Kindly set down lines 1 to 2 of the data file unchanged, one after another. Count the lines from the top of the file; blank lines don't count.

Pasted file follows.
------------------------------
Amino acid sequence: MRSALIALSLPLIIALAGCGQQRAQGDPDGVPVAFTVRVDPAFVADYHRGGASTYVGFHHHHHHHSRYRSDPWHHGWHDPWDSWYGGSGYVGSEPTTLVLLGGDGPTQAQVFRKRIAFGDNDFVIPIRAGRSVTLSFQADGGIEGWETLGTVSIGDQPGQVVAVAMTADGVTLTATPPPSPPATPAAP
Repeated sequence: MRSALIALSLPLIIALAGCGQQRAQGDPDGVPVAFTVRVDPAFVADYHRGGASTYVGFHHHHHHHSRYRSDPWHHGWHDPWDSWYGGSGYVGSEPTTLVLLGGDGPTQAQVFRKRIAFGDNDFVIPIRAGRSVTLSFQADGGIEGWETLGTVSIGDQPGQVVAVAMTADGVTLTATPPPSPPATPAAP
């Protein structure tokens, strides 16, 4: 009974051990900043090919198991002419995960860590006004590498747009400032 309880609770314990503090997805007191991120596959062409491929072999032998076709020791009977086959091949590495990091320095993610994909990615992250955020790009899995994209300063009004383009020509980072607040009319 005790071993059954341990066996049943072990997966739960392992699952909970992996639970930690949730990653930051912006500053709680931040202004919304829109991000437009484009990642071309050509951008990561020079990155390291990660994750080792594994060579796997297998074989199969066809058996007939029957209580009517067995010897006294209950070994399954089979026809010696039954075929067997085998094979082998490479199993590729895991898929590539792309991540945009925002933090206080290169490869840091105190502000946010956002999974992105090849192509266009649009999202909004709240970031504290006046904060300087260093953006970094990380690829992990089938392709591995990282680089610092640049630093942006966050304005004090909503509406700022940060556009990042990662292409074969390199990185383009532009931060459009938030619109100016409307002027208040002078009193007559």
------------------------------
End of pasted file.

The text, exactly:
Amino acid sequence: MRSALIALSLPLIIALAGCGQQRAQGDPDGVPVAFTVRVDPAFVADYHRGGASTYVGFHHHHHHHSRYRSDPWHHGWHDPWDSWYGGSGYVGSEPTTLVLLGGDGPTQAQVFRKRIAFGDNDFVIPIRAGRSVTLSFQADGGIEGWETLGTVSIGDQPGQVVAVAMTADGVTLTATPPPSPPATPAAP
Repeated sequence: MRSALIALSLPLIIALAGCGQQRAQGDPDGVPVAFTVRVDPAFVADYHRGGASTYVGFHHHHHHHSRYRSDPWHHGWHDPWDSWYGGSGYVGSEPTTLVLLGGDGPTQAQVFRKRIAFGDNDFVIPIRAGRSVTLSFQADGGIEGWETLGTVSIGDQPGQVVAVAMTADGVTLTATPPPSPPATPAAP